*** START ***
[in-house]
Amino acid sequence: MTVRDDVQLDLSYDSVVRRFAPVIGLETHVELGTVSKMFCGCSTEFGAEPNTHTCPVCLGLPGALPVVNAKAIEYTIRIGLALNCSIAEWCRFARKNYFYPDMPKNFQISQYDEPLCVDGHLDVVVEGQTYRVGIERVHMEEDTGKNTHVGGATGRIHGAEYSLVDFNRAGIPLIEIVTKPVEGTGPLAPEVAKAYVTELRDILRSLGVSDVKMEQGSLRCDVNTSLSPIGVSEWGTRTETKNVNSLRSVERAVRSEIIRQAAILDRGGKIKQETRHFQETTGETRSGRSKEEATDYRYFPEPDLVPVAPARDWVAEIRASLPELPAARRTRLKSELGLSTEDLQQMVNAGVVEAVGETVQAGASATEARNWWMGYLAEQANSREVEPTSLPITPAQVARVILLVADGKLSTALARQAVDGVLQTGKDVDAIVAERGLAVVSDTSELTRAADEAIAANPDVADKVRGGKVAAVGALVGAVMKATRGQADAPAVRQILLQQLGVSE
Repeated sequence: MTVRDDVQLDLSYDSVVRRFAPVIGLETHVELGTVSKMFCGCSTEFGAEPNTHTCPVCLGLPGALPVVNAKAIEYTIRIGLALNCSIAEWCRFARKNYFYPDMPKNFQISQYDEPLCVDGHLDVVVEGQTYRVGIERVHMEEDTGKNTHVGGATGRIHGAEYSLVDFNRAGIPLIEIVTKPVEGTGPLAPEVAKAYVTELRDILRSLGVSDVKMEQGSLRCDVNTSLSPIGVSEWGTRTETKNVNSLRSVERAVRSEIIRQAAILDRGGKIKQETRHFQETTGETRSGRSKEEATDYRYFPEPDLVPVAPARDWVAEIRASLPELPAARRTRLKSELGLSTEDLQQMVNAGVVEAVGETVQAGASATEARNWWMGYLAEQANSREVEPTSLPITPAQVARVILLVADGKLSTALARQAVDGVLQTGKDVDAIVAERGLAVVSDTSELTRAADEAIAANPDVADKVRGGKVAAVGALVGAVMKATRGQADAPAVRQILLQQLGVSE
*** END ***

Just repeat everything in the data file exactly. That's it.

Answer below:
[in-house]
Amino acid sequence: MTVRDDVQLDLSYDSVVRRFAPVIGLETHVELGTVSKMFCGCSTEFGAEPNTHTCPVCLGLPGALPVVNAKAIEYTIRIGLALNCSIAEWCRFARKNYFYPDMPKNFQISQYDEPLCVDGHLDVVVEGQTYRVGIERVHMEEDTGKNTHVGGATGRIHGAEYSLVDFNRAGIPLIEIVTKPVEGTGPLAPEVAKAYVTELRDILRSLGVSDVKMEQGSLRCDVNTSLSPIGVSEWGTRTETKNVNSLRSVERAVRSEIIRQAAILDRGGKIKQETRHFQETTGETRSGRSKEEATDYRYFPEPDLVPVAPARDWVAEIRASLPELPAARRTRLKSELGLSTEDLQQMVNAGVVEAVGETVQAGASATEARNWWMGYLAEQANSREVEPTSLPITPAQVARVILLVADGKLSTALARQAVDGVLQTGKDVDAIVAERGLAVVSDTSELTRAADEAIAANPDVADKVRGGKVAAVGALVGAVMKATRGQADAPAVRQILLQQLGVSE
Repeated sequence: MTVRDDVQLDLSYDSVVRRFAPVIGLETHVELGTVSKMFCGCSTEFGAEPNTHTCPVCLGLPGALPVVNAKAIEYTIRIGLALNCSIAEWCRFARKNYFYPDMPKNFQISQYDEPLCVDGHLDVVVEGQTYRVGIERVHMEEDTGKNTHVGGATGRIHGAEYSLVDFNRAGIPLIEIVTKPVEGTGPLAPEVAKAYVTELRDILRSLGVSDVKMEQGSLRCDVNTSLSPIGVSEWGTRTETKNVNSLRSVERAVRSEIIRQAAILDRGGKIKQETRHFQETTGETRSGRSKEEATDYRYFPEPDLVPVAPARDWVAEIRASLPELPAARRTRLKSELGLSTEDLQQMVNAGVVEAVGETVQAGASATEARNWWMGYLAEQANSREVEPTSLPITPAQVARVILLVADGKLSTALARQAVDGVLQTGKDVDAIVAERGLAVVSDTSELTRAADEAIAANPDVADKVRGGKVAAVGALVGAVMKATRGQADAPAVRQILLQQLGVSE